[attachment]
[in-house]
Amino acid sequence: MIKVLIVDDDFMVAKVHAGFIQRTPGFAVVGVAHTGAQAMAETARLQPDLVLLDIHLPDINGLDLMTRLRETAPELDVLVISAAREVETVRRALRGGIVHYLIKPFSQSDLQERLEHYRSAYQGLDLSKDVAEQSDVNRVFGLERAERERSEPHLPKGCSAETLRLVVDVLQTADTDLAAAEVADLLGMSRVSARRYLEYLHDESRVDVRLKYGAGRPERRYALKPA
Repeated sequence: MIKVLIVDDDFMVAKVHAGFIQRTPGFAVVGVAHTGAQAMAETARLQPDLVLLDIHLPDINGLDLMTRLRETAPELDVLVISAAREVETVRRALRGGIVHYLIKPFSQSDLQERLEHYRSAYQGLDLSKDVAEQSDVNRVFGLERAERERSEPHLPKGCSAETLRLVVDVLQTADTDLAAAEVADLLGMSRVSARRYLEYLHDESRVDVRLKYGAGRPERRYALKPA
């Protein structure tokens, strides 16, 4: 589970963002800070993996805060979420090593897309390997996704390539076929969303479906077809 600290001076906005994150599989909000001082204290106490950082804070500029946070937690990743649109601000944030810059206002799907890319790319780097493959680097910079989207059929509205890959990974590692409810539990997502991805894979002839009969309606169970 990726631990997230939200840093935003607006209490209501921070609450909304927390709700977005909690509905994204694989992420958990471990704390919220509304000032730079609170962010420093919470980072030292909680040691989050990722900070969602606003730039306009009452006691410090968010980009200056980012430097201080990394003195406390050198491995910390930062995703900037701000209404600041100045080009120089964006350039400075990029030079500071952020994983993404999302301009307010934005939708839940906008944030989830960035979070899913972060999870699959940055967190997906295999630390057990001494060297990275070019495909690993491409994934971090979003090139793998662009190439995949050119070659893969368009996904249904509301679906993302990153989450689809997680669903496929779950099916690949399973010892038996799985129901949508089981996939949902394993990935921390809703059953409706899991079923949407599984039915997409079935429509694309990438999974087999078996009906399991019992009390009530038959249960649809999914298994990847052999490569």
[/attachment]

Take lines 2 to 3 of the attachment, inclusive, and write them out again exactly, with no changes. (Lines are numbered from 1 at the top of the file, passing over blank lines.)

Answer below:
Amino acid sequence: MIKVLIVDDDFMVAKVHAGFIQRTPGFAVVGVAHTGAQAMAETARLQPDLVLLDIHLPDINGLDLMTRLRETAPELDVLVISAAREVETVRRALRGGIVHYLIKPFSQSDLQERLEHYRSAYQGLDLSKDVAEQSDVNRVFGLERAERERSEPHLPKGCSAETLRLVVDVLQTADTDLAAAEVADLLGMSRVSARRYLEYLHDESRVDVRLKYGAGRPERRYALKPA
Repeated sequence: MIKVLIVDDDFMVAKVHAGFIQRTPGFAVVGVAHTGAQAMAETARLQPDLVLLDIHLPDINGLDLMTRLRETAPELDVLVISAAREVETVRRALRGGIVHYLIKPFSQSDLQERLEHYRSAYQGLDLSKDVAEQSDVNRVFGLERAERERSEPHLPKGCSAETLRLVVDVLQTADTDLAAAEVADLLGMSRVSARRYLEYLHDESRVDVRLKYGAGRPERRYALKPA